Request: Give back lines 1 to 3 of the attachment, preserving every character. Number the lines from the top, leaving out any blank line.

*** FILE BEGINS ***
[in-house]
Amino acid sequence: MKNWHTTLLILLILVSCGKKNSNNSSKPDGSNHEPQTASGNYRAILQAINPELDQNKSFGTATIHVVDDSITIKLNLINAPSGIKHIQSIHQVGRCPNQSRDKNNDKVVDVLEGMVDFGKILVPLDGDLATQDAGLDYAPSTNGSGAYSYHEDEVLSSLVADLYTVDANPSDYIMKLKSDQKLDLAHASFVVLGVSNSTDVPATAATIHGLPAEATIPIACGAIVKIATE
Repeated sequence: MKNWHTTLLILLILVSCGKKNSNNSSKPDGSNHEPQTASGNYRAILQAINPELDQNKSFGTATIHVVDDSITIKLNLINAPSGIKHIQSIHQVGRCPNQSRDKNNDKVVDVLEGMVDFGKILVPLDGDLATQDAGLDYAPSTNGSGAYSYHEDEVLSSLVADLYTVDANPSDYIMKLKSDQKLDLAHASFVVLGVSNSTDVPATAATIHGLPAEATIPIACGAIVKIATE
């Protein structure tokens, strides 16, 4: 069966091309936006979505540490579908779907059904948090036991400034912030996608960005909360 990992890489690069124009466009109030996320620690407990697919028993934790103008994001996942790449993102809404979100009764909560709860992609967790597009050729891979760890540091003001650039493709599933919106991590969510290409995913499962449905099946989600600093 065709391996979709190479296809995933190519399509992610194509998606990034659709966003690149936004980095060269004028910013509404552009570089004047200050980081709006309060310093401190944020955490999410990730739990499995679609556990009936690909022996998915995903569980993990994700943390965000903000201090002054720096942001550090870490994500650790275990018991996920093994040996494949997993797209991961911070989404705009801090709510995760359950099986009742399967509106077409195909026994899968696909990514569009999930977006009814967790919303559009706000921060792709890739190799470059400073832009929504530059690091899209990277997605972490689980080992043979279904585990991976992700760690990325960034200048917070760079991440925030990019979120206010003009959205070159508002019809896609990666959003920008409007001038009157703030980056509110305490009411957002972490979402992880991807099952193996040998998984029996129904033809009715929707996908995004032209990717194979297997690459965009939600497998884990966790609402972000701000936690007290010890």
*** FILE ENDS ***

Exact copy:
[in-house]
Amino acid sequence: MKNWHTTLLILLILVSCGKKNSNNSSKPDGSNHEPQTASGNYRAILQAINPELDQNKSFGTATIHVVDDSITIKLNLINAPSGIKHIQSIHQVGRCPNQSRDKNNDKVVDVLEGMVDFGKILVPLDGDLATQDAGLDYAPSTNGSGAYSYHEDEVLSSLVADLYTVDANPSDYIMKLKSDQKLDLAHASFVVLGVSNSTDVPATAATIHGLPAEATIPIACGAIVKIATE
Repeated sequence: MKNWHTTLLILLILVSCGKKNSNNSSKPDGSNHEPQTASGNYRAILQAINPELDQNKSFGTATIHVVDDSITIKLNLINAPSGIKHIQSIHQVGRCPNQSRDKNNDKVVDVLEGMVDFGKILVPLDGDLATQDAGLDYAPSTNGSGAYSYHEDEVLSSLVADLYTVDANPSDYIMKLKSDQKLDLAHASFVVLGVSNSTDVPATAATIHGLPAEATIPIACGAIVKIATE